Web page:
• Brandi went home and started researching barbershops. She wasn’t going to work for a corporate company any more. She had enough customers and they had her phone number. 
  • Nine months prior to walking out, Brandi started collecting customer information. She was becoming unhappy working for a corporation.
  • Brandi was looking for a barbershop with a community feel. She worked with 16 other people and she wanted a smaller community feel, with others who had their own customers and just wanted to come into work and do their job and go home. She wanted like-minded people who dressed casually. 
  • Brandi talked to three barbershops on the first day she came home. A few days later, she started at a trendy, cool barbershop. She found out a year and a half later that it wasn’t the right spot.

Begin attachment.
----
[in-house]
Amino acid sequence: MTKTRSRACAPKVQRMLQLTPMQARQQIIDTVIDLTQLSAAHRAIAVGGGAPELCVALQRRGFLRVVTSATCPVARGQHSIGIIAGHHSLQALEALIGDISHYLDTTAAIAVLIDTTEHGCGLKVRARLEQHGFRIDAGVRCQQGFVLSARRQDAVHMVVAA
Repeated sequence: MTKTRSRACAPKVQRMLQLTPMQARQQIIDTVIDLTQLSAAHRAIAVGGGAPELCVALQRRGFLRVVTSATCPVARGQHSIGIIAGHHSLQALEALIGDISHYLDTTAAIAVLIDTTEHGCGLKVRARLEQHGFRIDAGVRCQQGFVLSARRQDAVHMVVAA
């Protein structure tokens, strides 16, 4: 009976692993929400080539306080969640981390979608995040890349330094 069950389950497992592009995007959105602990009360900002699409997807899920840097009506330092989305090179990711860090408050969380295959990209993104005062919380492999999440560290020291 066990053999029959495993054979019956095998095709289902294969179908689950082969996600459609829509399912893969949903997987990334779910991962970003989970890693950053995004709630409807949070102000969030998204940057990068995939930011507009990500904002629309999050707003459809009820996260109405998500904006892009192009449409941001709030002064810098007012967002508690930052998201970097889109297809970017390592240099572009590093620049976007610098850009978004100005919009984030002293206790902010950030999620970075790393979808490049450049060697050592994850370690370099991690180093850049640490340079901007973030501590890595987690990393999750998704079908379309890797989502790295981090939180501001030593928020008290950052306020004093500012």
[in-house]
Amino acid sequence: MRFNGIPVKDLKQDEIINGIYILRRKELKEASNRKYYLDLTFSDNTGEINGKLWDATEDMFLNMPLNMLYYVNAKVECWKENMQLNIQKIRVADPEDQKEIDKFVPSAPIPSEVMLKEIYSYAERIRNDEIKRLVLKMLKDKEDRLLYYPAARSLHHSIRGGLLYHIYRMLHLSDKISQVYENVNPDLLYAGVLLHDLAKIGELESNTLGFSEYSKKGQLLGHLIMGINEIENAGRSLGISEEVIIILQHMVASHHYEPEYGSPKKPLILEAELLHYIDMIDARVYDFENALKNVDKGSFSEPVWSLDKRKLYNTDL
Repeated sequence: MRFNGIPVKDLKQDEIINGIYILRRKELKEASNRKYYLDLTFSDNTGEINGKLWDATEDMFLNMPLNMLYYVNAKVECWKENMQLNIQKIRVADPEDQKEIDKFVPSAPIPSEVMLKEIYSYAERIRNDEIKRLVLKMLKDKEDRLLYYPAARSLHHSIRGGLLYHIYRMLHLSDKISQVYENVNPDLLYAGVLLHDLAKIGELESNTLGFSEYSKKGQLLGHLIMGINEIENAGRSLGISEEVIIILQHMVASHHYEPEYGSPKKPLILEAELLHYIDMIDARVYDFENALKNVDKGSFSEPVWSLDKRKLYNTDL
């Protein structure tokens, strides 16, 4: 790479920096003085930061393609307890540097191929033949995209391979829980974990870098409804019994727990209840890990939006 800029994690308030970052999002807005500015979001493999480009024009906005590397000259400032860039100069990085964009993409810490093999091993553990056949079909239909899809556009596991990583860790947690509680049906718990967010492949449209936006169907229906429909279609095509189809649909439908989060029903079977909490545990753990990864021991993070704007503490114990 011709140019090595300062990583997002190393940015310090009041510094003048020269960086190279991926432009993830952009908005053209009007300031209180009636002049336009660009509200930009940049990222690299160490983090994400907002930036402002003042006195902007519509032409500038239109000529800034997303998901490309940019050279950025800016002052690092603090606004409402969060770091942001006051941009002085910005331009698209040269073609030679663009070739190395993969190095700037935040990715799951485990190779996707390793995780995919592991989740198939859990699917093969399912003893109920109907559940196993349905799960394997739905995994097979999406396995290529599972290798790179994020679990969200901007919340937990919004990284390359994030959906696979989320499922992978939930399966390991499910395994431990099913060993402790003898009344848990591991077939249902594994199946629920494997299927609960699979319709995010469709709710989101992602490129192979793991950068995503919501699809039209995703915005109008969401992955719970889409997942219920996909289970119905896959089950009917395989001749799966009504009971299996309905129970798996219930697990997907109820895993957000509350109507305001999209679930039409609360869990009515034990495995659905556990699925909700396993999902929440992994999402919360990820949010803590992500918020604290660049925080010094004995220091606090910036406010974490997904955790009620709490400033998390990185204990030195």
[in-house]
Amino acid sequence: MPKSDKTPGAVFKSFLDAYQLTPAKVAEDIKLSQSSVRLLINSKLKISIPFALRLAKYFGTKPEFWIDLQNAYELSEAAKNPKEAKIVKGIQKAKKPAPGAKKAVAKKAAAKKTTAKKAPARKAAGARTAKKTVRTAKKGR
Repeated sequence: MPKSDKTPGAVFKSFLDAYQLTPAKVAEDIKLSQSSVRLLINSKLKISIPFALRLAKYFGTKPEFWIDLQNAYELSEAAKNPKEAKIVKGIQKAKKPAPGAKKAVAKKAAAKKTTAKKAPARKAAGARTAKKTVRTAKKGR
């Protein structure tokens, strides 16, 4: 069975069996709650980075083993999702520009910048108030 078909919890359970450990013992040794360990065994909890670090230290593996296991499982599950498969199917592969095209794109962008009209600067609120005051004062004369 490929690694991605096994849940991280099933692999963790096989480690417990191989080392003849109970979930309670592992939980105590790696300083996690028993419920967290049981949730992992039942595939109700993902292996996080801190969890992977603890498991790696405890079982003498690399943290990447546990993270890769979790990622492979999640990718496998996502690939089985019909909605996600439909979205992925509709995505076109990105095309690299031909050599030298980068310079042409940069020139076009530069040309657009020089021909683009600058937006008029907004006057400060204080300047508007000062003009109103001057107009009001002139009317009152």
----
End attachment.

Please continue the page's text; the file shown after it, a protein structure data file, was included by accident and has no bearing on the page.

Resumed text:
• It was a 250 square foot barbershop, three chairs, and she was one of five barbers who worked there. 
  • They had a rotation where they worked ten hours shifts, four days a week.
  • It was supposed to be that everyone rotated chairs, but since Brandi was the last person hired, she rotated chairs every day. 
  • The experience itself was good, because she was a 1099/independent contractor employee. 
  • She paid a weekly fee for the chair and she kept whatever she made. This is great when you have a steady customer base. You pay that fee even when you go on vacation. She had a lot of freedom but a lot of responsibility too.
  • Brandi now works for a barbershop in a nice part of Orlando. Her first hair school closed down about five or six years ago and she now works in that building. 
  • There are busy seasons with hair and sometimes it is feast or famine. Brandi has to budget accordingly.